Oxfam NZ’s Barry Coates continues his series of on the spot reports from Cancún: in this episode, he looks at the way international negotiations work…
Negotiations have picked up pace in Cancún. But it is impossible not to feel frustrated with how long it has taken to get to this point. The problem is not just about the past few days in Cancun. Much of the past three years of negotiations has been wasted since the Ministerial meeting in Bali in 2007 that kicked off these negotiations. Government negotiators stated their positions early on, and then in meeting after meeting over the past three years, repeated these positions. Too much of the time and energy of negotiators has been spent trying to score points off each other.
In previous years, the rich nations were very good at doing this and used un-transparent and biased processes to get their own way. This is particularly the case in venues such as the World Trade Organisation. The last time I was in Cancún was for the WTO talks in 2003. After huge protests and the tragic death of a Korean farmer, the talks collapsed in spectacular fashion. The African group walked out of the Cancun WTO negotiations after an unfair negotiations process (eg. a small group of nations were picked to steer the outcome – the “Green Room” named after the office in Geneva where the practice started) and after rich nations tried to force their own issues (notably the deregulation of international business) onto an agenda that was meant to be about development (the ‘Doha Development Agenda’). Since then the WTO talks have limped along, in perpetual deadlock.
There have been some similar tactics tried in past climate change talks, although the common aims in negotiations on climate change are more obvious than on trade (or should be). This was one of the reasons that the Copenhagen talks last year were so ill-tempered and disappointing.
The world has changed and these unfair negotiating tactics are being challenged. Developing countries have gained negotiating skill and economic power. The tectonic plates of global governance have shifted with the rise in economic and political power of the major developing countries. As a result, developing countries will no longer accept the agendas imposed by the rich nations. And they negotiate skilfully and collectively in groups – including the large and powerful BASIC countries (Brazil, South Africa, India and China), Africa and other regional groups, the radical ALBA group (Bolivia, Venezuela, Cuba, Ecuador, Nicaragua and some Caribbean countries), the low income Least Developed Countries and the moral conscience of the negotiations, the Alliance of Small Island States.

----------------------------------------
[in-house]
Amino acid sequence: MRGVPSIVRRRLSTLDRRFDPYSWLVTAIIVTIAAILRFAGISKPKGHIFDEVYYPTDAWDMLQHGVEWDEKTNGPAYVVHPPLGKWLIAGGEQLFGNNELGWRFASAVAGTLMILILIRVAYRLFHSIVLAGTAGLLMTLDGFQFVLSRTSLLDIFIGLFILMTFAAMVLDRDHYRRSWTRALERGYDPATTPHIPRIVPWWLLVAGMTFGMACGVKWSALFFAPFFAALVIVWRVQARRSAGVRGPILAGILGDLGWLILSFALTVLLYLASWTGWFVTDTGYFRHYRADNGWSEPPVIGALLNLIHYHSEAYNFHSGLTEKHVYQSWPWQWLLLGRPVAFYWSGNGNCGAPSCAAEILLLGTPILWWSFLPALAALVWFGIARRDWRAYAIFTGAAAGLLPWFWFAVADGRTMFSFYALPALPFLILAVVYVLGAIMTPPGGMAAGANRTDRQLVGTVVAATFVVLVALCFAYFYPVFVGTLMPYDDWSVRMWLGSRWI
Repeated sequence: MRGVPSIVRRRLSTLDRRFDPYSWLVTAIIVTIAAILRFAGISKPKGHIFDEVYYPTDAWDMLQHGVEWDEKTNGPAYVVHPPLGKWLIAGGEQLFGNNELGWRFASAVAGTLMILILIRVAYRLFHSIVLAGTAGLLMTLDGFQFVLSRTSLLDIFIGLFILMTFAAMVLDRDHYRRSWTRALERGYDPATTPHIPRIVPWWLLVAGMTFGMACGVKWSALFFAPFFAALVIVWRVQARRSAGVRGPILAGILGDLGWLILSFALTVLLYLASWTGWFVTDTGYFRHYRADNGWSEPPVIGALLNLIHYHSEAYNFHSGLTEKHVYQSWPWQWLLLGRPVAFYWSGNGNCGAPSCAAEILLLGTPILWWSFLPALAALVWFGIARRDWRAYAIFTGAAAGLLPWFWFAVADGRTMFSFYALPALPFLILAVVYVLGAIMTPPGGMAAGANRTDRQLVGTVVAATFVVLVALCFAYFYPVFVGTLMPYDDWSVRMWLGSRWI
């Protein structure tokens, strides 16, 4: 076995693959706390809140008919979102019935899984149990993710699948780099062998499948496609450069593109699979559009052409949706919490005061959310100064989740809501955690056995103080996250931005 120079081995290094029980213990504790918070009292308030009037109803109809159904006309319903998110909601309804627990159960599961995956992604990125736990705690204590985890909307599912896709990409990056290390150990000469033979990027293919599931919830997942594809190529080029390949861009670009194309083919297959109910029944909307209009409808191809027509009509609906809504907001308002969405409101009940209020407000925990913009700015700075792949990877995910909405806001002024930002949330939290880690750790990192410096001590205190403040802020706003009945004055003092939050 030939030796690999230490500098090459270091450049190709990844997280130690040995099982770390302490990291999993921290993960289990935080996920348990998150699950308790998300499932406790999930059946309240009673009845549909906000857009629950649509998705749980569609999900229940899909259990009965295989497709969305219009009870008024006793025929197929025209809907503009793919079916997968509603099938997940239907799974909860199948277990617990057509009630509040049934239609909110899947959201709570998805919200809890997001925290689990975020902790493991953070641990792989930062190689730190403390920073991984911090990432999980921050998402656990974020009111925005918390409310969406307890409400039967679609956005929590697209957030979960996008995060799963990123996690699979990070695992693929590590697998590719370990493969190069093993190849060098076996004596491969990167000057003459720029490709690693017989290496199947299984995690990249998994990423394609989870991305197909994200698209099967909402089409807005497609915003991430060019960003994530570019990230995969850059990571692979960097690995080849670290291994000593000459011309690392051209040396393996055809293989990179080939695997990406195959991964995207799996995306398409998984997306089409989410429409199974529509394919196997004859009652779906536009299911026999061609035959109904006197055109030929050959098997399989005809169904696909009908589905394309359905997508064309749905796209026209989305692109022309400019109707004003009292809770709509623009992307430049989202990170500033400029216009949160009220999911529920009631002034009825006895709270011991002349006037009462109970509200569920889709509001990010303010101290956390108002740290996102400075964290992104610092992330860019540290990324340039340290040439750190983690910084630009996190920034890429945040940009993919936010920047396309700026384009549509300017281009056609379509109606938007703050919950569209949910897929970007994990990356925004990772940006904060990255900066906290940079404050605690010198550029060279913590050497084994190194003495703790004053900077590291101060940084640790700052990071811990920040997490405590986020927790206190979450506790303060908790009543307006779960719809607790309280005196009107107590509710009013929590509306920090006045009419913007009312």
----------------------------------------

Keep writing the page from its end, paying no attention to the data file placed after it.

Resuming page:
So the good news from this re-alignment is that developed nations will not get away lightly with their attempts to renege on their obligations to reduce greenhouse gas emissions. When Japan earlier in the week said they would not agree to a second commitment period of the Kyoto Protocol, the response from negotiators was sharp and strong. Japan was heavily criticised. Civil society groups have also played an important role – Japan’s announcement was met with campaign actions here in Cancún from NGOs in the Global Campaign for Climate Action, and by campaigners in many countries. It appears that Japan has been surprised by the reaction (I don’t know why they didn’t anticipate it). They are still here, and still negotiating and they may be showing more flexibility than their harsh statement implied (“we will never inscribe our target in the Annex B to the Kyoto Protocol under any circumstances and conditions”).
But in other ways this greater balance of power poses challenges to global governance. In climate change negotiations, as in most UN negotiations, there are two main blocs – developed and developing countries – under the rather outdated UN definitions (developing countries include relatively rich nations like South Korea and Singapore). The two blocs can grind each other into stalemate, as they seek to gain advantage, often through unproductive points scoring. Even the most obvious decisions, such as defining a base year for emissions reductions, take years to agree. The answer to the question was always going to be 1990, as it was under the Kyoto Protocol, but Canada and Croatia resisted because it doesn’t suit their pattern of greenhouse gas emissions. Yesterday, after three years, it appeared that this issue had finally been agreed. Glacial progress.